Scythe – The Perfect Answer

Image result for scythe game

So it’s Tuesday, one day before this has to go out.  Talk about cutting it fine.

And I think that there is something else I missed out in LAST WEEK’S POST that is key to why Scythe would be the perfect mega game conversion.

First a quick Summary of Scythe, its a game revolving around the period of alternate 1920s where large mechs are piloted across the country.  You play both the Mechs and the workers on the ground trying to balance aggressive actions and actions that improve supplies.

You have 4 action spaces with two actions on each, one you can practically do at any time and one that requires resources.  As such you find yourself setting up chain reactions choosing moves in a specific order in order to be most effective.  To end the game, you must complete 6 objectives which vary from completing upgrades to winning battles.

There is no definitive strategy and focusing on one particular goal can actually be detrimental as it means you are neglecting turns and playing sub-optimally.

The key thing about Scythe is that it lacks one key element that actually makes it the perfect Mega Game crossover material… Edge Cases.  I could stop here but I need to explain how Counter Play connects to this.

Firstly, an edge case is where the rules result in something rare but would need the equivalent of a pHd to solve yourself.  It’s a situation that is normal discovered in play-testing (or worse by players ranting on social media) that brought the game to a halt.

So why are edge cases hard to find in Scythe?  Well strip the game down to it’s core mechanics and all Scythe is is a Worker Placement and Trading game; move workers, get resources, use resources.  Even combat isn’t combat; it’s effectively a blind auction to force the combat units back to home base and to “buy” that space, even evicting workers is a action with cost.  This is easily shown in the boards; Green is gain, Red is lose and if something is covered up it doesn’t trigger.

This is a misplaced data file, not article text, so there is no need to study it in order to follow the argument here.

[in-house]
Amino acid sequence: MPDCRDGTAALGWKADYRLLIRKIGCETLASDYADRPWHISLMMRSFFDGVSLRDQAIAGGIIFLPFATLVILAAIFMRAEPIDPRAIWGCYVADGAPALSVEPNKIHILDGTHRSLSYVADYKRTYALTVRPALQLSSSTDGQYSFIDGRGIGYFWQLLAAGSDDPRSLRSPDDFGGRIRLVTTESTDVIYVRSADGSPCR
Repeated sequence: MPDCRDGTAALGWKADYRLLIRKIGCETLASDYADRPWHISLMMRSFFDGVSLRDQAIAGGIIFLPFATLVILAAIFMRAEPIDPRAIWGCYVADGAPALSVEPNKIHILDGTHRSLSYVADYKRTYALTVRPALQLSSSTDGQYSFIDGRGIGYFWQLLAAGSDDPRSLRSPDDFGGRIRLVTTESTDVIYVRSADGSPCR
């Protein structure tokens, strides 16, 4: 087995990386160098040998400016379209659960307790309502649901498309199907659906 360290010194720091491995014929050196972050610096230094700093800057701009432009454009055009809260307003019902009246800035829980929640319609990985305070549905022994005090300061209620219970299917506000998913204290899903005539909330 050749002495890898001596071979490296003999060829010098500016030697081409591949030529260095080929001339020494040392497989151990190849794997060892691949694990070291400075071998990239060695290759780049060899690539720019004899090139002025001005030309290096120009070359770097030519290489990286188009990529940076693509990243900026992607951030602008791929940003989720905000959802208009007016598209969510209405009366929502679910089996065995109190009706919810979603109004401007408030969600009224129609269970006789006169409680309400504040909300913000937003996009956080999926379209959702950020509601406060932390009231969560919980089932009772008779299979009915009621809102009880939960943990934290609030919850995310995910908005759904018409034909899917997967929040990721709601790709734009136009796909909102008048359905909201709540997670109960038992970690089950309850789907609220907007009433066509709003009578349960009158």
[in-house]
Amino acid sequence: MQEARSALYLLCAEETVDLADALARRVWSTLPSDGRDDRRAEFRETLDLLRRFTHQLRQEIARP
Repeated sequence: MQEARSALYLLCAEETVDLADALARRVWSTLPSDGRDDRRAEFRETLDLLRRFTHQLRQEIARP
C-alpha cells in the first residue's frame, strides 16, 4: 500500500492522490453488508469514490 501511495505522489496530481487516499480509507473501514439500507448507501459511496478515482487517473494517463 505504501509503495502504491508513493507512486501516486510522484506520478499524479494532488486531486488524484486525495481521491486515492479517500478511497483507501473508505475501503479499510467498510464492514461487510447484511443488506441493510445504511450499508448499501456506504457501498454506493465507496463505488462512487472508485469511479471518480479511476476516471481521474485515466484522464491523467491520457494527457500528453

The bonuses each faction gets are kept simple as well, reducing the chance of edge cases further.

So what does this simplicity mean for Counter Play?… well it makes it easier to find.   I could stop here again.

Let’s use an example;

Workers are automatically defeated against mechs but a Mech defeating a worker costs Favour.

Favour is used at the end of the game to decide the final rewards for key results so it’s actually vital.  Workers are weak and worthless in combat but that favour penalty changes the game.  Do you put workers down as a deterrent, three workers in a single space means three Favour lost if they want to control it.  Even more sneaky, they can leave a worker with a Mech meaning if they want to put the Victory Star down on one of the two combat spaces, they have to win the fight then lose 1 Favour.

Lets use another example:

You may treat Tunnels as if they are adjacent to each other.

This is more symmetrical than counter play normally is but lets keep it simple.  It’s not just you who can use those tunnels, EVERYONE can.   And this means that it becomes one of both your biggest strengths and weaknesses.  Yes you can block them but you are only limited to 4 Mechs, 8 Workers and your hero so blocking one Tunnel entrance takes 1 unit out of action for the whole game.

Not a three parter… anyway, when I looked at Scythe originally and saw everything I was ready to scream.  However when you strip it down, it is actually one of the simplest games I have ever seen for the components in the box.  There’s just one problem converting this into a Megagame and this is what I need to discuss next time.

PART 3 is now available.

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